The world?s sixth-largest insurance company warns that property damage due to global warming could bankrupt the world by 2065. Dr. Andrew Dlugolecki, a director at CGNU, Britain?s largest insurance group, told delegates at the recent climate change conference in the Netherlands that the cost of damage caused by changing weather will exceed the world?s wealth.
“Property damage is rising very rapidly, at something like 10 percent a year,” Dr. Dlugolecki said. “We?ve still not yet really begun to see the effects of climate change in the West. What we are seeing so far is largely the result of more people living in areas which are becoming more dangerous. But once this thing begins to happen, it will accelerate extremely rapidly.”
Dlugolecki was one of the contributors to an Intergovernmental Panel on Climate Change report that is due out next year. He says that at the current rate of increase, the damage will exceed the world?s Gross Domestic Product by 2065 and the insurance industry will be in danger of “running out of money” long before that.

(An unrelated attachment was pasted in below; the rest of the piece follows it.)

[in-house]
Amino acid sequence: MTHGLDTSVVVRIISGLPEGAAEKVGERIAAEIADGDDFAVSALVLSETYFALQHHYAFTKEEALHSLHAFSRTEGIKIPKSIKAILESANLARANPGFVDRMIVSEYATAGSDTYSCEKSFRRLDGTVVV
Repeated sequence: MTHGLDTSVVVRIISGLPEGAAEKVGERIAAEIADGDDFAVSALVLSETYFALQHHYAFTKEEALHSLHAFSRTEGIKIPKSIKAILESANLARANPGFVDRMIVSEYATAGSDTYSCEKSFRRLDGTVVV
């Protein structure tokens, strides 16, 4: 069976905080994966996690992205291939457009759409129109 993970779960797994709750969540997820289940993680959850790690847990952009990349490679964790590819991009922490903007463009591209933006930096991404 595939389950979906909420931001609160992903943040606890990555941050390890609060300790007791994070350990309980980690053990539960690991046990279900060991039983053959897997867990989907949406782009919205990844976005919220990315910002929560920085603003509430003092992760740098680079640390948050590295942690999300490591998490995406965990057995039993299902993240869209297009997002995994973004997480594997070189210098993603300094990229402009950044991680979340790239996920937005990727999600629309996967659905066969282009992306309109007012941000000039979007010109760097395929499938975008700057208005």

“We?ve all seen the storm warnings,” said Mark Johnston of Friends of the Earth, “Now we are being told the financial forecast. These talks must not fail to produce a deal that will prevent future climate chaos.” He was referring to the recent international climate conference in the Netherlands.
Tragically, he made this statement before the conference ended in an impasse, as we reported in an earlier Whitleysworld news story, because the United States refused to cut down on greenhouse emissions, even though we are the world?s biggest polluter. The Clinton administration could not come to terms with other nations’ demands that the US reduce pollution rather than simply planting more trees. George W. Bush has stated that a “wait and see attitude” is the stance his administration will take toward global warming.
Despite the situation, it appears unlikely that the US will take any action in the foreseeable future.
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